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Trump v May

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91 Re: Trump v May on Fri May 12 2017, 11:36

Bread2.0

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Andy Walker
Andy Walker
It's starting.

http://thehill.com/blogs/blog-briefing-room/news/332991-fbi-raids-office-of-gop-consulting-firm-in-maryland

Anonymous sources within the US intelligence community are quietly suggesting that 3 Grand Juries have already been assembled and preliminary moves are being made behind the scenes.

Expect Paul Manafort to pop up, back from obscurity, soon and start spilling the beans on Russian money, Sessions, Flynn and Trump.

The word is that Mike Pence is also in it up to his neck, so we're looking at Orrin Hatch taking over the POTUS job once the fun finally starts.

Can't wait....

92 Re: Trump v May on Tue May 16 2017, 10:27

wanderlust

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Nat Lofthouse
Nat Lofthouse

93 Re: Trump v May on Tue May 16 2017, 22:08

gloswhite

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Youri Djorkaeff
Youri Djorkaeff
Its strange really. On the one hand, Trump becomes President, and presents a strong and determined face, giving people hope after the hopeless and ineffective reign of Obama.
On the other hand, he completely cocks it up, making one mistake after another, and, lets be honest, reducing the office of President to something that has even less standing than Obama.
The likes of China and Russia were really unsure of what was going to happen, and were prepared to give way a bit, instead he comes across as a complete idiot. He'll have to make amends fairly soon, and come up with sensible policies, otherwise this could be one of the worst political eras in America's history.

94 Re: Trump v May on Wed May 17 2017, 09:07

okocha

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Tony Kelly
Tony Kelly
gloswhite wrote:Its strange really. On the one hand, Trump becomes President, and presents a strong and determined face, giving people hope after the hopeless and ineffective reign of Obama.
Glos, can you explain to me how you view Obama's reign as "hopeless and ineffective?" 

His thwarted attempts to make the USA a more civilised place despite massive opposition from the neanderthals are evidently not to your taste 

 You're clearly not comparing him with Trump in terms of a role model with honour, decency and statesmanlike qualities. 


I'd also like to hear how you justify the adjectives "strong and determined" to describe Trump, rather than the words that more readily spring to mind that define him as a nasty, transparent, rather simple liar, a bully and an ego-maniac.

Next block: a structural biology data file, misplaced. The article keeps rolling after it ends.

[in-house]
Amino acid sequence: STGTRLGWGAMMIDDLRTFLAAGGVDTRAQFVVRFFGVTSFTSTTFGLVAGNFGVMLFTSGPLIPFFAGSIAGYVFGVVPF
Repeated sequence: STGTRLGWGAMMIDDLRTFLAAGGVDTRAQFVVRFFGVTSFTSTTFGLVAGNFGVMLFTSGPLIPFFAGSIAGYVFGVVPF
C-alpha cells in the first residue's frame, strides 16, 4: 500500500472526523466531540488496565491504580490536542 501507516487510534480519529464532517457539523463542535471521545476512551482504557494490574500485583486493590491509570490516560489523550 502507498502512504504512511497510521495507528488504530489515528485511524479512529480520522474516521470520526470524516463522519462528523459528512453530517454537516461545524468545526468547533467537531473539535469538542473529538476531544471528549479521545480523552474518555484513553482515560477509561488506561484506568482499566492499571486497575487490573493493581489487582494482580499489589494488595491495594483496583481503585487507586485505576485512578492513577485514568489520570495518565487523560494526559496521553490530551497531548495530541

The Donald is not bright enough to avoid being caught out time and again over his multiple gaffes, and has to resort to assertions of "fake news" and "it did not happen".

95 Re: Trump v May on Wed May 17 2017, 10:44

Natasha Whittam

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Nat Lofthouse
Nat Lofthouse
okocha wrote:Glos, can you explain to me how you view Obama's reign as "hopeless and ineffective?" 

Obama was a good and decent man, but what did he actually achieve? Being nice doesn't necessarily make you a great leader.

I'm guessing if you were a poor person in the US rather than a middle class Brit you'd look back differently at the Obama years.

96 Re: Trump v May on Wed May 17 2017, 11:00

wanderlust

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Nat Lofthouse
Nat Lofthouse
Natasha Whittam wrote:
okocha wrote:Glos, can you explain to me how you view Obama's reign as "hopeless and ineffective?" 

Obama was a good and decent man, but what did he actually achieve? Being nice doesn't necessarily make you a great leader.

I'm guessing if you were a poor person in the US rather than a middle class Brit you'd look back differently at the Obama years.
Considering the Republican majority in the Senate, he achieved far more than could ever have been expected, Obamacare and the environmental policies for energy production he introduced being prime examples. I expected everything he proposed to be rejected by the Senate, but he did incredibly well to get the measures he did past them.

As to what makes a good leader...Trump is a ruthless businessman with media savvy and that sure as hell doesn't make him a good leader.

97 Re: Trump v May on Wed May 17 2017, 11:28

gloswhite

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Youri Djorkaeff
Youri Djorkaeff
I believe Obama was an ineffective leader, especially when it came to foreign policy. He wouldn't say 'no', or stand up to, the arab, (or muslim, whatever) excesses that were accelerated during his time in office. It was only because of the American /threat/diplomacy that many possible conflicts in the area were being managed(ish). He also entered a dangerous treaty allowing a certain amount of nuclear freedom to Iran, and refused to commit his country to any kind of intervention in many sensitive topics or areas.. Due to his ineffective foreign policy thousands of people have died, all because the fanatics knew they could get away with their excesses as the American government stood back, (and allowing the Russians to step into the vacuum that was formed)